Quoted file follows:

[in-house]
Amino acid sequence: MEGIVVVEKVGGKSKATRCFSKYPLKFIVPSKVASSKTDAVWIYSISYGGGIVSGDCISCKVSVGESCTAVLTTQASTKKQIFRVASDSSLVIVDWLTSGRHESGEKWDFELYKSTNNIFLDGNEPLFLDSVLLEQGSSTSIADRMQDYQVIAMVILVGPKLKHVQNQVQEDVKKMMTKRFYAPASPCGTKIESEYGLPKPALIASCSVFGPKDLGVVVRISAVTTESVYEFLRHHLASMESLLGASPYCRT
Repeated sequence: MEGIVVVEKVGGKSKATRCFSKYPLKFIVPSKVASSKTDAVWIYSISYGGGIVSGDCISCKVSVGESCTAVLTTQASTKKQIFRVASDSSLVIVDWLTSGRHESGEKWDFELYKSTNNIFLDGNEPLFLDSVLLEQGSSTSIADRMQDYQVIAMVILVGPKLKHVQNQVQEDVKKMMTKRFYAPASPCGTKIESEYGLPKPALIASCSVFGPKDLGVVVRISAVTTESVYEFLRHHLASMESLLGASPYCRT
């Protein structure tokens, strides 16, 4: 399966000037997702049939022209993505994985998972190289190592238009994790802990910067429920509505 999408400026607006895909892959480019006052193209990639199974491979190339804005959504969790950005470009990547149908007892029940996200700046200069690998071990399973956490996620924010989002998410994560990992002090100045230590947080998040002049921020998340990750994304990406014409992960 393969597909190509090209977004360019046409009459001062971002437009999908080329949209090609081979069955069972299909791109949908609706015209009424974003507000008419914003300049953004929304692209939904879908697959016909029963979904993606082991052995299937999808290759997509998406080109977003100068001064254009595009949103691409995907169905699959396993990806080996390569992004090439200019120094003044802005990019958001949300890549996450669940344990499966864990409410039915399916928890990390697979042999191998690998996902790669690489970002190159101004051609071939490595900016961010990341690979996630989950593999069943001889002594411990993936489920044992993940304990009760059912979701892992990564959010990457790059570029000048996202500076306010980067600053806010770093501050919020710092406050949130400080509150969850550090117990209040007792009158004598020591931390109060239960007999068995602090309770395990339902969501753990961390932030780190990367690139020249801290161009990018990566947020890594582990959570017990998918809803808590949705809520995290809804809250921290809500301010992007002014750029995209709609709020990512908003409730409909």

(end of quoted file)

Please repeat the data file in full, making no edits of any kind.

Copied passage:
[in-house]
Amino acid sequence: MEGIVVVEKVGGKSKATRCFSKYPLKFIVPSKVASSKTDAVWIYSISYGGGIVSGDCISCKVSVGESCTAVLTTQASTKKQIFRVASDSSLVIVDWLTSGRHESGEKWDFELYKSTNNIFLDGNEPLFLDSVLLEQGSSTSIADRMQDYQVIAMVILVGPKLKHVQNQVQEDVKKMMTKRFYAPASPCGTKIESEYGLPKPALIASCSVFGPKDLGVVVRISAVTTESVYEFLRHHLASMESLLGASPYCRT
Repeated sequence: MEGIVVVEKVGGKSKATRCFSKYPLKFIVPSKVASSKTDAVWIYSISYGGGIVSGDCISCKVSVGESCTAVLTTQASTKKQIFRVASDSSLVIVDWLTSGRHESGEKWDFELYKSTNNIFLDGNEPLFLDSVLLEQGSSTSIADRMQDYQVIAMVILVGPKLKHVQNQVQEDVKKMMTKRFYAPASPCGTKIESEYGLPKPALIASCSVFGPKDLGVVVRISAVTTESVYEFLRHHLASMESLLGASPYCRT
């Protein structure tokens, strides 16, 4: 399966000037997702049939022209993505994985998972190289190592238009994790802990910067429920509505 999408400026607006895909892959480019006052193209990639199974491979190339804005959504969790950005470009990547149908007892029940996200700046200069690998071990399973956490996620924010989002998410994560990992002090100045230590947080998040002049921020998340990750994304990406014409992960 393969597909190509090209977004360019046409009459001062971002437009999908080329949209090609081979069955069972299909791109949908609706015209009424974003507000008419914003300049953004929304692209939904879908697959016909029963979904993606082991052995299937999808290759997509998406080109977003100068001064254009595009949103691409995907169905699959396993990806080996390569992004090439200019120094003044802005990019958001949300890549996450669940344990499966864990409410039915399916928890990390697979042999191998690998996902790669690489970002190159101004051609071939490595900016961010990341690979996630989950593999069943001889002594411990993936489920044992993940304990009760059912979701892992990564959010990457790059570029000048996202500076306010980067600053806010770093501050919020710092406050949130400080509150969850550090117990209040007792009158004598020591931390109060239960007999068995602090309770395990339902969501753990961390932030780190990367690139020249801290161009990018990566947020890594582990959570017990998918809803808590949705809520995290809804809250921290809500301010992007002014750029995209709609709020990512908003409730409909």